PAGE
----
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Michigan Consumer Sentiment Unexpectedly Rose in September

Michigan Consumer Sentiment Unexpectedly Rose
Confidence among U.S. consumers unexpectedly improved in September, providing an impetus for the household spending that makes up more than 70 percent of the economy. Photographer: Scott Eells/Bloomberg

Confidence among U.S. consumers unexpectedly improved in September, providing an impetus for the household spending that makes up more than 70 percent of the economy.

The Thomson Reuters/University of Michigan preliminary index of consumer sentiment climbed to 79.2 from 74.3 the prior month. The gauge was projected to fall to 74, according to the median forecast of 71 economists surveyed by Bloomberg News.

Rising share prices and home values are helping to shore up confidence in the face of higher gasoline costs. Unemployment stuck above 8 percent for more than three years is restraining optimism, one reason why the Federal Reserve decided yesterday to expand record stimulus.

“Consumer sentiment has held up,” Michelle Meyer, senior U.S. economist at Bank of America Corp. in New York, said before the report. “Sentiment, in the historical sense, is depressed, but we have not seen a deterioration recently. That goes hand-in-hand with the labor market, which has been weak but has not collapsed.”

Stocks extended gains after the report, with the Standard & Poor’s 500 Index rising 0.8 percent to 1,472.25 at 10:16 a.m. in New York. Global stocks rallied along with commodities after the Fed said it buy mortgage securities until the job market recovers.

Estimates for the confidence measure ranged from 70 to 76, according to the Bloomberg survey. The index averaged 64.2 during the last recession and 89 in the five years before the 18-month economic slump that ended in June 2009.

The Michigan survey’s index of current conditions, which reflects Americans’ perceptions of their financial situation and whether they consider it a good time to buy big-ticket items like cars, fell to 88.3 from 88.7 the prior month.


The gauge of consumer expectations six months from now, which more closely projects the direction of consumer spending, increased to 73.4, the highest since May, from 65.1 in August.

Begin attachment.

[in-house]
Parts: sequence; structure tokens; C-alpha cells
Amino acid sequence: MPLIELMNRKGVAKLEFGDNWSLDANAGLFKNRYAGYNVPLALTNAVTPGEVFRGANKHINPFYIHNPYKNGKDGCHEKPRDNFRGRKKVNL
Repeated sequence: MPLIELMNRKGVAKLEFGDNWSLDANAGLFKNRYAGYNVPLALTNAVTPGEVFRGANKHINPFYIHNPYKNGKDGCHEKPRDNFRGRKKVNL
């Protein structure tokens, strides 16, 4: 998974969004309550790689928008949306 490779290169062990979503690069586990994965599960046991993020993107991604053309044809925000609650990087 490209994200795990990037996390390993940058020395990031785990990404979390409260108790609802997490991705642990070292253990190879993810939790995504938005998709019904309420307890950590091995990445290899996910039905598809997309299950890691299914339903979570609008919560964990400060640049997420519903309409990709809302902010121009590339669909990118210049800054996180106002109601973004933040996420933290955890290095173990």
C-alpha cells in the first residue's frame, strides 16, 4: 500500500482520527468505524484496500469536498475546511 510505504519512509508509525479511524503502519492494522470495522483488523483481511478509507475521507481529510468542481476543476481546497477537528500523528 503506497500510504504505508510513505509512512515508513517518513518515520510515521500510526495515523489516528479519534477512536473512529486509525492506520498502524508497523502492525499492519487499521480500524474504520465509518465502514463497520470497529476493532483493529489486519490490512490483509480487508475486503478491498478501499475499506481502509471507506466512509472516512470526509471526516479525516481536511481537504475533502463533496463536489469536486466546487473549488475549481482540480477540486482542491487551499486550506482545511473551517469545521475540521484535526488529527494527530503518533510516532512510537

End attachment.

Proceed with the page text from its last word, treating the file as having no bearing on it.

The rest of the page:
Michigan’s sentiment reading for September jibes with the Bloomberg Consumer Comfort Index, which rose last week by the most since December.

Growing confidence could stoke spending by consumers, who reduced their pace of purchases in the April-to-June period. The spending outlook has improved in the third quarter, with retail sales increasing by 0.9 percent in August, the most in six months, according to a Commerce Department report today.

“The economy has been slowly and gradually improving,” Sue Yingzi Su, senior economist at General Motors Co., said during a Sept. 4 sales call. “Although we would hope it could increase at a faster pace, we couldn’t deny this increase. Stabilized consumer and business sentiment will be the major driver to help release the pent-up demand.”

Home Values

Rising home values and stock prices have bolstered household wealth. The Standard & Poor’s 500 Index climbed 3.8 percent this month through yesterday and was up 16 percent for the year. Home values in 20 U.S. cities increased in June for the first time since 2010, the S&P/Case-Shiller index showed Aug. 28.

At the same time, payroll growth has been too feeble to push unemployment lower. A Labor Department report last week showed that payrolls rose less than projected in August.

“We’re looking for ongoing, sustained improvement in the labor market,” Fed Chairman Ben S. Bernanke said in his press conference yesterday after the central bank announced it would buy $40 billion of mortgage debt a month and was likely to keep its benchmark interest near zero until mid-2015.

Another threat to consumers’ incomes, regular gasoline prices climbed to an average of $3.87 per gallon yesterday, up 54 cents since the start of July, according to AAA, the nation’s largest motoring organization.

Consumers in today’s confidence report said they expect an inflation rate of 3.5 percent over the next 12 months, compared with 3.6 percent in the prior survey. Over the next five years, Americans expected a 2.8 percent rate of inflation, down from 3 percent.

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